This collection of essays by leading scholars and researchers in early Tudor studies provides an up-to-date discussion of the politics, policy and piety of Henry VIII's reign. It explores such areas as the reform of central and local government, foreign policy, relations between leading politicians, life at Court, Henry's first divorce and the break with Rome, literature and the government's exploitation of it, and the growth of evangelical religion in Henry's England. Particular consideration is given to the controversies which have arisen about the reign among modern historians, and there is an effort to assess the personality of Henry himself.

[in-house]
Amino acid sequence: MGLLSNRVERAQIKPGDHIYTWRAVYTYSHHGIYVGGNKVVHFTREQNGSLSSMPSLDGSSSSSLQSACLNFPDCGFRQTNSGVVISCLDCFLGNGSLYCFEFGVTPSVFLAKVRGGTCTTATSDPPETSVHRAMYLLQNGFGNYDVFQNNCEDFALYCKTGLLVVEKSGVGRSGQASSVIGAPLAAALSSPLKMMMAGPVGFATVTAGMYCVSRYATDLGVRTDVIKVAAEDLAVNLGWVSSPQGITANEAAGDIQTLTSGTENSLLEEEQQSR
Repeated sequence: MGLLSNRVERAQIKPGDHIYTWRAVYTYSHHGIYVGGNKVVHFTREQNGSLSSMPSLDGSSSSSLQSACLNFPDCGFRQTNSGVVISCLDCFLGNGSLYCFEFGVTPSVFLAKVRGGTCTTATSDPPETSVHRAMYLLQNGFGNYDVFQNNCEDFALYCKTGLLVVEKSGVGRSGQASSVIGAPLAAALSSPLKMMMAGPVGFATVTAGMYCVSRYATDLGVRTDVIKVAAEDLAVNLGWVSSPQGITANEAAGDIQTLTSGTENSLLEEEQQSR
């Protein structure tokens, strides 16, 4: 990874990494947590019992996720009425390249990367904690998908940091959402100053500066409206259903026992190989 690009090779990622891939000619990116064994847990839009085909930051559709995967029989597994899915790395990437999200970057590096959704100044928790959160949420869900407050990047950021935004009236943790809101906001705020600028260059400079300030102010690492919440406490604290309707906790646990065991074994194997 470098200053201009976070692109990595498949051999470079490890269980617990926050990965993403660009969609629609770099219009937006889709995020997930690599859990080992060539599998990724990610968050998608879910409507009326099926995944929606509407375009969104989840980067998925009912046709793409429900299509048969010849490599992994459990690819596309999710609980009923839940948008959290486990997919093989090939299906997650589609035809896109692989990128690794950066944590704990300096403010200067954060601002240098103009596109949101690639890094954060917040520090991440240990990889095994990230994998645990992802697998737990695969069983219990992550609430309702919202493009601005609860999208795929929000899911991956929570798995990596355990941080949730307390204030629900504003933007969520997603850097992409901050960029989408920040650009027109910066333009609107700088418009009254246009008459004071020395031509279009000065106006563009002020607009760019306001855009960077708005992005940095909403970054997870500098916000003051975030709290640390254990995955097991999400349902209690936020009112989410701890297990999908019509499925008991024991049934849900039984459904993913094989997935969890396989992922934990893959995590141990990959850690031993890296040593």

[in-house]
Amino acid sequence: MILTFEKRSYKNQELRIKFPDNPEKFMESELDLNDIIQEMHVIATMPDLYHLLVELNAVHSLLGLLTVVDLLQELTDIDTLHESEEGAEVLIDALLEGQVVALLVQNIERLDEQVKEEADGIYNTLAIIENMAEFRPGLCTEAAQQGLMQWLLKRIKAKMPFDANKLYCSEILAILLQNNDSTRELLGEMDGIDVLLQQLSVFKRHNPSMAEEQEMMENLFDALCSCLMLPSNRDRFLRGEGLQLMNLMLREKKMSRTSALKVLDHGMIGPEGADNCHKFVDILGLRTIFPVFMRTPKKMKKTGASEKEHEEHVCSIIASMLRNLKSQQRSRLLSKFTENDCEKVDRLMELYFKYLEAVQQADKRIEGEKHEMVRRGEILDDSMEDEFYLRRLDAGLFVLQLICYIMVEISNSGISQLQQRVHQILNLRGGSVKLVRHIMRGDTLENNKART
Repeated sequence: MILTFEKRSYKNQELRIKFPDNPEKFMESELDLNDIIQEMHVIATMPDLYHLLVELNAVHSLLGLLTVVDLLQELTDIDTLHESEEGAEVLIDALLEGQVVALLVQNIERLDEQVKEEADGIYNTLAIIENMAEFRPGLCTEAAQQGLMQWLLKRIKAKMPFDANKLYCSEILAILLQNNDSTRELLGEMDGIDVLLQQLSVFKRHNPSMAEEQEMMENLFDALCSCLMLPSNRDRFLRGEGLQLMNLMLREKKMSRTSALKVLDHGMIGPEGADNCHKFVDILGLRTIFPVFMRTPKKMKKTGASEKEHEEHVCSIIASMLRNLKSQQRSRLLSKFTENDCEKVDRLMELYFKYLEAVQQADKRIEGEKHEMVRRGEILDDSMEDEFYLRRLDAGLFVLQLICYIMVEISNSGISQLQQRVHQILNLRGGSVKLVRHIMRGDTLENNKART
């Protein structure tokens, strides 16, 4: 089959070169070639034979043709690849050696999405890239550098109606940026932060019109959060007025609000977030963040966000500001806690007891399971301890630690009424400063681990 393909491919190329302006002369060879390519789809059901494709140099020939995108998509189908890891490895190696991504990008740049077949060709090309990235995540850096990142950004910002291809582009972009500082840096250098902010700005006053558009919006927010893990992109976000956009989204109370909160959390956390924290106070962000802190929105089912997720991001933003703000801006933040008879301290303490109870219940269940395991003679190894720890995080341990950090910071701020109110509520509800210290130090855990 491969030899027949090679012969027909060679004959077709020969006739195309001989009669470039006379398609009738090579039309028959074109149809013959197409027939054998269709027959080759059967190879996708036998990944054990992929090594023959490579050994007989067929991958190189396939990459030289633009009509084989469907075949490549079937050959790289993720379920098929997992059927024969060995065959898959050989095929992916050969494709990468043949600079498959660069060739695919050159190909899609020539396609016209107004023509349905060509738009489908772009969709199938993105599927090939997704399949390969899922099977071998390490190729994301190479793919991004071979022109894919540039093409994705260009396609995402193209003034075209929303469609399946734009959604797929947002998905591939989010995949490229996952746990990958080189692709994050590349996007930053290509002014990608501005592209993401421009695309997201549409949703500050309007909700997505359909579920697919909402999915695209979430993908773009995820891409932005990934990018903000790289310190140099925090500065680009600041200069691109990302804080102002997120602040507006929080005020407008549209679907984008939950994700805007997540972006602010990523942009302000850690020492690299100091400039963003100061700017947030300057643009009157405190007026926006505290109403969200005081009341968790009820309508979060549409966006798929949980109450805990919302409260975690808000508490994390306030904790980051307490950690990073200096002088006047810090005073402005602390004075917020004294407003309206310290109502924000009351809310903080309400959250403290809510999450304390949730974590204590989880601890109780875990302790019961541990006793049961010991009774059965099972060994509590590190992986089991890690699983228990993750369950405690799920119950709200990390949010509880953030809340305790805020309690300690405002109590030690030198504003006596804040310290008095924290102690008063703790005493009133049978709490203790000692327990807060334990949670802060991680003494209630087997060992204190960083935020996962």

DIARMAID MACCULLOCH has held Research Fellowships from Churchill College, Cambridge, and the Leverhulme and Wingate Trusts. He lectures in the Department of Theology and Religious Studies in Bristol University and also writes and lectures independently.